Signs of Post Traumatic Stress Disorder

by Katelyn Schwanke
(last updated February 11, 2009)

Post traumatic stress disorder occurs after an extremely traumatizing even that lasts at anywhere from a single event to an experiencing lasting 3 months. Traumatic events that might cause this disorder include tragic motor vehicle crashes, traumatic medical diagnoses, kidnapping, sexual abuse, emotional abuse, physical abuse, psychological abuse, natural disaster, mugging or a number of other events. Intensity and duration increase the chances of the victim suffering from post traumatic stress disorder.

Post traumatic stress disorder can potentially be prevented by emergency management training or anticipation therapy (if the traumatic event, like going off to war, is expected).

Family members and close friends should pay careful attention to the victim following the traumatic event. Family members and close friends should look for the following symptoms: flashbacks, feelings of shame or guilt, scary dreams, irritability, emotional absence, memory loss, feelings of hopelessness, feeling easily startled or frightened, and imagining things. Experiencing other traumatic events similar to the one experienced by the victim might initiate symptoms of the disorder. Also seeing similar events in the news or hearing about them on the radio may cause symptoms of the disorder.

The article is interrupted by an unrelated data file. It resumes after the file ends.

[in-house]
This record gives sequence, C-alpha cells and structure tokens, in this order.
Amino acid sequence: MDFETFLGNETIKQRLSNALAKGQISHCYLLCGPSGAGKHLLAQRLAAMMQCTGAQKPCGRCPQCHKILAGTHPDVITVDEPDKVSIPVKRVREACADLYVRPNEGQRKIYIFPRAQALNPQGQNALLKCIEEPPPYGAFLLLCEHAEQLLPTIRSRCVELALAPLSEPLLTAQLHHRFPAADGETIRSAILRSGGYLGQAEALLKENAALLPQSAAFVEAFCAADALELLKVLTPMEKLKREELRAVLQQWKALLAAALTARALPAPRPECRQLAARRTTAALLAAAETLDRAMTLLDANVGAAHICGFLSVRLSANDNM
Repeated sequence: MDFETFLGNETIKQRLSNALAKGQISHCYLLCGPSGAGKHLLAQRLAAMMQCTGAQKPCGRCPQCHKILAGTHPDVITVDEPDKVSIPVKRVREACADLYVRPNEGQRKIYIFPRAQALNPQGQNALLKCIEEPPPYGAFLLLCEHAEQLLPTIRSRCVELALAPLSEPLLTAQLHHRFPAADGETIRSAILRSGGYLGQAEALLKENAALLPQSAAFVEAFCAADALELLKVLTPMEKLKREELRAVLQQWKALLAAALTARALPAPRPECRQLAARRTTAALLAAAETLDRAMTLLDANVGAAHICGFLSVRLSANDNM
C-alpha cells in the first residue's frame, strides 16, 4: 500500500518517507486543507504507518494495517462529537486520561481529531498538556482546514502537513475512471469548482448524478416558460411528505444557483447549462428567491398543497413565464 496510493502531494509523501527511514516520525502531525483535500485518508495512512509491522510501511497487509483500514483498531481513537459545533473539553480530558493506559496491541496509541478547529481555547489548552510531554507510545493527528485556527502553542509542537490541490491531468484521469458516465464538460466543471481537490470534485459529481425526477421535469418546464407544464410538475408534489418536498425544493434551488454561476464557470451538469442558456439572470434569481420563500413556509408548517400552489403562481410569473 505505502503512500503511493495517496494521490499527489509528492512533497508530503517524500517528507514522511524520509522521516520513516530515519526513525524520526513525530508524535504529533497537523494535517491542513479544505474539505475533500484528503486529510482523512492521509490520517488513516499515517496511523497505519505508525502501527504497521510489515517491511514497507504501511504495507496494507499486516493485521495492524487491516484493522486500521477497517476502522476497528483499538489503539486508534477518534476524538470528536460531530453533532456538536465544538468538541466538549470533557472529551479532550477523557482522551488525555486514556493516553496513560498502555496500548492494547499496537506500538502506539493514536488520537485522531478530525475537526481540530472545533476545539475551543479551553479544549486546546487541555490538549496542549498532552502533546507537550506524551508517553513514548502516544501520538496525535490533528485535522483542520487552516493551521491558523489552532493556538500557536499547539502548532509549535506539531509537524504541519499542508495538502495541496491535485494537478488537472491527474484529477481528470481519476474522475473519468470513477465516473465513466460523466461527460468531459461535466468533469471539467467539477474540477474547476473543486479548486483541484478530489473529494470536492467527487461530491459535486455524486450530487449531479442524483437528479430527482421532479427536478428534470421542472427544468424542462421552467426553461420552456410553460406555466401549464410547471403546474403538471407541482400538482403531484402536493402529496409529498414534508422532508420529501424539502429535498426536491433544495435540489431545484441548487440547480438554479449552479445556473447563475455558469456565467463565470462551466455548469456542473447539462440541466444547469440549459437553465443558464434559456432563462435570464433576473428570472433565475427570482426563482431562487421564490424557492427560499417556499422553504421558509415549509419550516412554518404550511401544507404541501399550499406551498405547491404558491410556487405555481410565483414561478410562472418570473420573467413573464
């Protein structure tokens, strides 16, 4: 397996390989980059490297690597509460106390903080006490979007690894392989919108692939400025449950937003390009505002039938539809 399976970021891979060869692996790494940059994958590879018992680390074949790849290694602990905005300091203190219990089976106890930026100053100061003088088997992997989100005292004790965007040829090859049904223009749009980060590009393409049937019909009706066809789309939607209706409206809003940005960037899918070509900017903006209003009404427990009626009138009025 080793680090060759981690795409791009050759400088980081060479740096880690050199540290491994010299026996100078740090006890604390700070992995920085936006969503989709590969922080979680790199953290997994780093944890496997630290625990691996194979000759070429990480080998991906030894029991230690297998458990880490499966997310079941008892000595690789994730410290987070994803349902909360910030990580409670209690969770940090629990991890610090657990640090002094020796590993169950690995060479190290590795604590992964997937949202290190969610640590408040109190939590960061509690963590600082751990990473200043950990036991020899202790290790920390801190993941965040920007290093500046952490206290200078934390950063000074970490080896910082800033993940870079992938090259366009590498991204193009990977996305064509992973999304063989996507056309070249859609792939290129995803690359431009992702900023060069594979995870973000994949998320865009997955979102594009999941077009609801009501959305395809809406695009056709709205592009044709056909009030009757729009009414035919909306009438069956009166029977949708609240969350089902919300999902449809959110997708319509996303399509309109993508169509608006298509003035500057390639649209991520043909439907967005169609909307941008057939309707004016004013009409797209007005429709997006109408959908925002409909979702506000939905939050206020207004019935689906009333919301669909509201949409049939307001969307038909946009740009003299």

So what can you do if you experience any of these symptoms or if you notice a loved one experiencing these symptoms? Psychotherapy and/or medication are very effective in reducing symptoms or completely eliminating them from the life of the victim. Psychotherapy is helpful for both children and adults and helps patients to identify and place their feelings. Psychotherapy is helpful in teaching coping skills so that thoughts and other symptoms do not become too overwhelming. Medication options include anti-anxiety medication and anti-depressant medications. Medications are prescribed according to symptoms and individual experiences so you or your loved one should speak to your physician.

If you have any further questions regarding symptoms and treatment, seek professional medical help for you or your loved one.

Author Bio

Katelyn Schwanke

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